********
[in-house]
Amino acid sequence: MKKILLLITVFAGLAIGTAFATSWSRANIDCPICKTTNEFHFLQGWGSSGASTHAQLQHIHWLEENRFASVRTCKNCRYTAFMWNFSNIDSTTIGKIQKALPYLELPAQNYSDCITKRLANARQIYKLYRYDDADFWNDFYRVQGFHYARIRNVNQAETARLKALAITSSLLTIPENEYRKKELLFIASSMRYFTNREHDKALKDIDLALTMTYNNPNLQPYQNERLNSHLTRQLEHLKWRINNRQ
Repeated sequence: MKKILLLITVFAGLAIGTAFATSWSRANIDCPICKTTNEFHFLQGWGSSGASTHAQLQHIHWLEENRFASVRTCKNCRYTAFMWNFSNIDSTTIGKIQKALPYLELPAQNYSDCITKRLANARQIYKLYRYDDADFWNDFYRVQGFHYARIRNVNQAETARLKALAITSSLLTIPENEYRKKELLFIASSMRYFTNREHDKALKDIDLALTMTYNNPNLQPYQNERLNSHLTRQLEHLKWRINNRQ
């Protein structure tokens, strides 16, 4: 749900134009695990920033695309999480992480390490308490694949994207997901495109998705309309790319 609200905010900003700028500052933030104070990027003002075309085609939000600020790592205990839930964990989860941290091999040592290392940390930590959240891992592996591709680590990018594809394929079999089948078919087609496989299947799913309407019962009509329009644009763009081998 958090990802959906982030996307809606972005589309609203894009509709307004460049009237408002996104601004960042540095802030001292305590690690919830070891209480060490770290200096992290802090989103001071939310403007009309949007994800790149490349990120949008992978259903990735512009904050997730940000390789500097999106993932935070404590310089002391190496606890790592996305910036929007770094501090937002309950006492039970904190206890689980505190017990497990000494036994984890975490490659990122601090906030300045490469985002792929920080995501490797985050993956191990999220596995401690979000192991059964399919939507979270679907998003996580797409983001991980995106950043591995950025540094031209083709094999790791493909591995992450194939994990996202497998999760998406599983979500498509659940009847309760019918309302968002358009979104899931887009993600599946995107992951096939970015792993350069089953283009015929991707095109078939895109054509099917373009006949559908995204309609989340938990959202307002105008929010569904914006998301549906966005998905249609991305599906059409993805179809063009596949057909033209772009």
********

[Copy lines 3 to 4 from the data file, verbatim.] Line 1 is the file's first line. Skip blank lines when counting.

Repeated sequence: MKKILLLITVFAGLAIGTAFATSWSRANIDCPICKTTNEFHFLQGWGSSGASTHAQLQHIHWLEENRFASVRTCKNCRYTAFMWNFSNIDSTTIGKIQKALPYLELPAQNYSDCITKRLANARQIYKLYRYDDADFWNDFYRVQGFHYARIRNVNQAETARLKALAITSSLLTIPENEYRKKELLFIASSMRYFTNREHDKALKDIDLALTMTYNNPNLQPYQNERLNSHLTRQLEHLKWRINNRQ
């Protein structure tokens, strides 16, 4: 749900134009695990920033695309999480992480390490308490694949994207997901495109998705309309790319 609200905010900003700028500052933030104070990027003002075309085609939000600020790592205990839930964990989860941290091999040592290392940390930590959240891992592996591709680590990018594809394929079999089948078919087609496989299947799913309407019962009509329009644009763009081998 958090990802959906982030996307809606972005589309609203894009509709307004460049009237408002996104601004960042540095802030001292305590690690919830070891209480060490770290200096992290802090989103001071939310403007009309949007994800790149490349990120949008992978259903990735512009904050997730940000390789500097999106993932935070404590310089002391190496606890790592996305910036929007770094501090937002309950006492039970904190206890689980505190017990497990000494036994984890975490490659990122601090906030300045490469985002792929920080995501490797985050993956191990999220596995401690979000192991059964399919939507979270679907998003996580797409983001991980995106950043591995950025540094031209083709094999790791493909591995992450194939994990996202497998999760998406599983979500498509659940009847309760019918309302968002358009979104899931887009993600599946995107992951096939970015792993350069089953283009015929991707095109078939895109054509099917373009006949559908995204309609989340938990959202307002105008929010569904914006998301549906966005998905249609991305599906059409993805179809063009596949057909033209772009």